The 5th Annual Legacy Film Festival on Aging (LFFoA) will take place September 18 - 20 in San Francisco! I've been a long-time fan of this fantastic event which features films and documentaries from the US and around the world showcasing the multi-faceted aspects of aging. LFFoA's Executive Director Sheila Malkind is an inspiration! Sheila and the LFFoA team work tirelessly to put together a thoughtful, enjoyable film festival each year. The efforts are paying off as LFFoA's popularity has been growing steadily and people of all ages are gaining interest in aging-related matters. 

I recently asked Sheila some questions about LFFoA. Kindly, she has taken time out of her busy schedule to respond. Here are her answers:

What inspired you to start the LFFoA?
I have been in the field of aging in one way or another since I was 25, and shortly will be 77. The life process, including the end of life, fascinates me. I can’t wait to see what 80 will be like! I was the director of a similar film festival on aging in Chicago – Silver Images Film Festival – but the board of directors felt we had gone as far as we could.

When I moved to San Francisco in 2003, I saw a need for an organization that would present the issues of aging through the medium of film. Our mission is to educate, entertain and inspire intergenerational audiences about the issues of aging.

What do you think is the biggest misconception about older adults or aging?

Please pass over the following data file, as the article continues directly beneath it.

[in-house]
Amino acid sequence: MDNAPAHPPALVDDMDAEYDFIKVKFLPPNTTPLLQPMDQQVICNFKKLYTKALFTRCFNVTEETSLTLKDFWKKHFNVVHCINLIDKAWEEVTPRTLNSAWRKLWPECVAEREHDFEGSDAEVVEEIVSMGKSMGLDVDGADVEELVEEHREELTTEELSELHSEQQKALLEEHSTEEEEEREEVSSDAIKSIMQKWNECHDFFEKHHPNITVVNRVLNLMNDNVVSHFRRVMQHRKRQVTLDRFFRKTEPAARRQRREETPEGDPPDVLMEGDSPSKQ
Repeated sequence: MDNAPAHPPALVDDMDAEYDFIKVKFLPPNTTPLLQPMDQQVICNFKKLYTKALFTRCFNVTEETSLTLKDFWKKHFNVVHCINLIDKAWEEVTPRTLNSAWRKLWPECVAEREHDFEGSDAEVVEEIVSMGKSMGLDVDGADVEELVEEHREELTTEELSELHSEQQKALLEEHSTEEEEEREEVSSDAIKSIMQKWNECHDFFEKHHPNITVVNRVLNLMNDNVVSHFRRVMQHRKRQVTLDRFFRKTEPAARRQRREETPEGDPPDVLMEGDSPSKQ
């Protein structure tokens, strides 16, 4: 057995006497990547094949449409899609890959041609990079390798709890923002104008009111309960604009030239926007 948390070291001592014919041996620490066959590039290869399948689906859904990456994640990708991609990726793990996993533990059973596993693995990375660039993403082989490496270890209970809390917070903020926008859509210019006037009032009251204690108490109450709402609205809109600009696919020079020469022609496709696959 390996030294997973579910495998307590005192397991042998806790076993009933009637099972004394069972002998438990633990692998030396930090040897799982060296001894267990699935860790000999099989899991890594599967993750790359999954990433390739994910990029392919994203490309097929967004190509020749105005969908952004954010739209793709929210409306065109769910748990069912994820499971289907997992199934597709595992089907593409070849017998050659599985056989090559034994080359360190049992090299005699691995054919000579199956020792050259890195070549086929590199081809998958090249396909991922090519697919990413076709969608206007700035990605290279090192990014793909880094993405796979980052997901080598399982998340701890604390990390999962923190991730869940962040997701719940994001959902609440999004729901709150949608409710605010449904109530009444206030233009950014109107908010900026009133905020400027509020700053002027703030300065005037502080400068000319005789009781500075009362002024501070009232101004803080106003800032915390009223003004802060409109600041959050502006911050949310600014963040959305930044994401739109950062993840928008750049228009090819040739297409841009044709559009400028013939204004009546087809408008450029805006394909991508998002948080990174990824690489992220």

Interesting question. So many misconceptions, but I do think views of older adults are slowly becoming more positive, partly due to the growing aging population, living healthier, longer and more active lives, with higher education. Now 10,000 people are turning 65 every day, and there are fresher views of later life.

On the topic of ageism, we are showing THE WALL, a 3-minute film, on Opening Night (Sept 18), highlighting many of the words that have been negatively associated with older adults: Cranky, grumpy, ugly, feeble, ailing, demented, nursing home – and more! 

What is your vetting process for the films you choose?
That is one of the most labor-intensive parts of the festival, which to outsiders sounds like so much fun: watching films! And it is, if the film fits our requirements to be respectful of older adults, and not use stereotypes. And it must be entertaining! We have 5 or 6 people viewing the films we receive or solicit, writing reviews, and even then we will often have maybe’s!

What is the biggest joy in putting together the LFFoA? 

Nada: it's all work! :-) Actually, it's very satisfying to see the end result at the festival, and that our stated mission is being fulfilled. It's also great when people understand that through watching films about older adults life can continue to be meaningful, no matter the age, no matter the very real challenges of later life.

Are you planning on some rest & relaxation after the film fest?
I will take a vacation with my partner, perhaps in October. However, I have a feeling that we will almost immediately start looking for films – and grants and sponsorship. Despite all the hard work, I can’t help myself!

For more information about the event, visit the LFFoA website.

Legacy Film Festival on Aging
September 18-20, 2015
New People Cinema, Japantown
1746 Post Street, San Francisco